Busch, M. P., Glynn, S. A., Stramer, S. L., Strong, D. M., Caglioti, S., Wright, D. J., ... Kleinman, S. H. (2005). A new strategy for estimating risks of transfusion-transmitted viral infections based on rates of detection of recently infected donors. Transfusion, 45(2), pp. 254-64.
Busch MP, et al. A New Strategy for Estimating Risks of Transfusion-transmitted Viral Infections Based On Rates of Detection of Recently Infected Donors. Transfusion. 2005;45(2):254-64. PubMed PMID: 15660836.
* Article titles in AMA citation format should be in sentence-case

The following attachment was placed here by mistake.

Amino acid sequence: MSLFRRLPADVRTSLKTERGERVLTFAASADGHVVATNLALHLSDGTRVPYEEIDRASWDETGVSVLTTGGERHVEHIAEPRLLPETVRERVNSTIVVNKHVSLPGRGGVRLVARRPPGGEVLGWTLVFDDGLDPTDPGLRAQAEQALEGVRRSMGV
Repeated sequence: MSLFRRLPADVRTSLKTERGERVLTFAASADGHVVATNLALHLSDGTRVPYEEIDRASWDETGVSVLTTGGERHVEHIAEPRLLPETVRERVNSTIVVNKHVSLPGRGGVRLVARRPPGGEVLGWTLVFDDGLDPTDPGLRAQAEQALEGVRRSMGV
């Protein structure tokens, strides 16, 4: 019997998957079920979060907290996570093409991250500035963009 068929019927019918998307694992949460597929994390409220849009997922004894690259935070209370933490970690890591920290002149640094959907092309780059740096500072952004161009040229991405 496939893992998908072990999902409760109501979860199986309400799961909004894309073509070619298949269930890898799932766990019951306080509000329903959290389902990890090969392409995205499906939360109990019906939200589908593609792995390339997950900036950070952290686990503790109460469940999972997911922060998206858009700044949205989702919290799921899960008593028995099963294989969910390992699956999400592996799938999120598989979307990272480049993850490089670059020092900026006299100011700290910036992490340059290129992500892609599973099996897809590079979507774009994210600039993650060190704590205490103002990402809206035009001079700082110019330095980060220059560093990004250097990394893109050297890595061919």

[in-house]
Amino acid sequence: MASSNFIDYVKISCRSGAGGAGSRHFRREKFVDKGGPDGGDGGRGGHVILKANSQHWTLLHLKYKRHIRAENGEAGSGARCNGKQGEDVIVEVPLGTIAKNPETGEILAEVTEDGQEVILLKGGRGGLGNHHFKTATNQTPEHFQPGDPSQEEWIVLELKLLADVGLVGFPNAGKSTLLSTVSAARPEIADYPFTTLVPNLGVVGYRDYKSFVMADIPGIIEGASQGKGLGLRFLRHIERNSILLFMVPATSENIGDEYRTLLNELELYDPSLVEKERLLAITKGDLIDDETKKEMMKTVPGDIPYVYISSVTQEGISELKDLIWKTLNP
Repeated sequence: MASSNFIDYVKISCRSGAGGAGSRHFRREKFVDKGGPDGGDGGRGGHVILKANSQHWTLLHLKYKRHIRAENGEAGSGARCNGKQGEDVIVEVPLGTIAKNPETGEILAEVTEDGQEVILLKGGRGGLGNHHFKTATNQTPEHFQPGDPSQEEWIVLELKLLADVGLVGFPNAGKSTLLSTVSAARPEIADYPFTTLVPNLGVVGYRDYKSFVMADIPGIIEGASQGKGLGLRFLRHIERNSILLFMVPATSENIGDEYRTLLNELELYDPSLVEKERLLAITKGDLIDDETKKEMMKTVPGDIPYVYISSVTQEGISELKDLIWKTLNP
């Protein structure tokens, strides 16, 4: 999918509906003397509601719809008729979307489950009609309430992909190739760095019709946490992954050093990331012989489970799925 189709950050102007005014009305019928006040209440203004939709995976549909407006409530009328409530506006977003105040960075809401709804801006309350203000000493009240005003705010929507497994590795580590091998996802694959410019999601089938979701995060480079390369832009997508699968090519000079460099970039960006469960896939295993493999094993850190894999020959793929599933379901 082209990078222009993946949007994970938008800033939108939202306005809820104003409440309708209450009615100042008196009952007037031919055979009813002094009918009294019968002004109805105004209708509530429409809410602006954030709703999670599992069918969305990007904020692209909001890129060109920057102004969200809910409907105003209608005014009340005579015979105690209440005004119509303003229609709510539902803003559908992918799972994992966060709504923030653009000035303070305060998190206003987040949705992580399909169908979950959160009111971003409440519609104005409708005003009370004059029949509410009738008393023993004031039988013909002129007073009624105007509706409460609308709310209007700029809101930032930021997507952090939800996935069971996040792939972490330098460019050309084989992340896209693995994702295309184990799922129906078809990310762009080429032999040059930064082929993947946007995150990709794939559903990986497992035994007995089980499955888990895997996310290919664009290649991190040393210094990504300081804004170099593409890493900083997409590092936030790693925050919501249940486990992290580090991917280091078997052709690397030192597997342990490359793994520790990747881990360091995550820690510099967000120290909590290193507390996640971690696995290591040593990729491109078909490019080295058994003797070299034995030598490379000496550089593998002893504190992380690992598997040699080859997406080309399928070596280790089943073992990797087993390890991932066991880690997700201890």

TY - JOUR T1 - A new strategy for estimating risks of transfusion-transmitted viral infections based on rates of detection of recently infected donors. AU - Busch,Michael P, AU - Glynn,Simone A, AU - Stramer,Susan L, AU - Strong,D Michael, AU - Caglioti,Sally, AU - Wright,David J, AU - Pappalardo,Brandee, AU - Kleinman,Steven H, AU - ,, PY - 2005/1/22/pubmed PY - 2005/3/8/medline PY - 2005/1/22/entrez SP - 254 EP - 64 JF - Transfusion JO - Transfusion VL - 45 IS - 2 N2 - BACKGROUND: Estimates for human immunodeficiency virus (HIV)-1 and hepatitis C virus (HCV) transfusion-transmitted risks have relied on incidence derived from repeat donor histories and imprecise estimates for infectious, preseroconversion window periods (WPs). STUDY DESIGN AND METHODS: By use of novel approaches, WPs were estimated by back-extrapolation of acute viral replication dynamics. Incidence was derived from the yield of viremic, antibody-negative donations detected by routine minipool nucleic acid testing (MP-NAT) of 37 million US donations (1999-2002) or from sensitive/less-sensitive HIV-1 enzyme immunoassay (S/LS-EIA) results for seropositive samples from 6.5 million donations (1999). Incidences and WPs were combined to calculate risks and project yield of individual donation (ID)-NAT. RESULTS: The HIV-1 WP from presumed infectivity (1 copy/20 mL) to ID-NAT detection was estimated at 5.6 days, and the periods from ID to MP-NAT detection and from MP-NAT to p24 detection at 3.4 and 6.0 days, respectively; corresponding estimates for HCV were 4.9, 2.5, and 50.9 days (the latter represents period from MP-NAT to HCV antibody detection). The HIV-1 incidence projected from MP-NAT yield or from S/LS-EIA data was 1.8 per 100,000 person-years, resulting in a corresponding HIV-1 transfusion-transmitted risk of 1 in 2.3 million. The HCV incidence from MP-NAT yield was 2.70 per 100,000 person-years with a corresponding risk of 1 in 1.8 million donations. Conversion from MP-NAT to ID-NAT was projected to detect two to three additional HIV-1 and HCV infectious units annually. CONCLUSIONS: MP-NAT yield and S/LS-EIA rates can accurately project transfusion risks. HCV and HIV-1 risks, currently estimated at 1 per 2 million units, could be reduced to 1 in 3 to 4 million units by ID-NAT screening. SN - 0041-1132 UR - https://www.unboundmedicine.com/medline/citation/15660836/full_citation L2 - https://onlinelibrary.wiley.com/resolve/openurl?genre=article&sid=nlm:pubmed&issn=0041-1132&date=2005&volume=45&issue=2&spage=254 DB - PRIME DP - Unbound Medicine ER -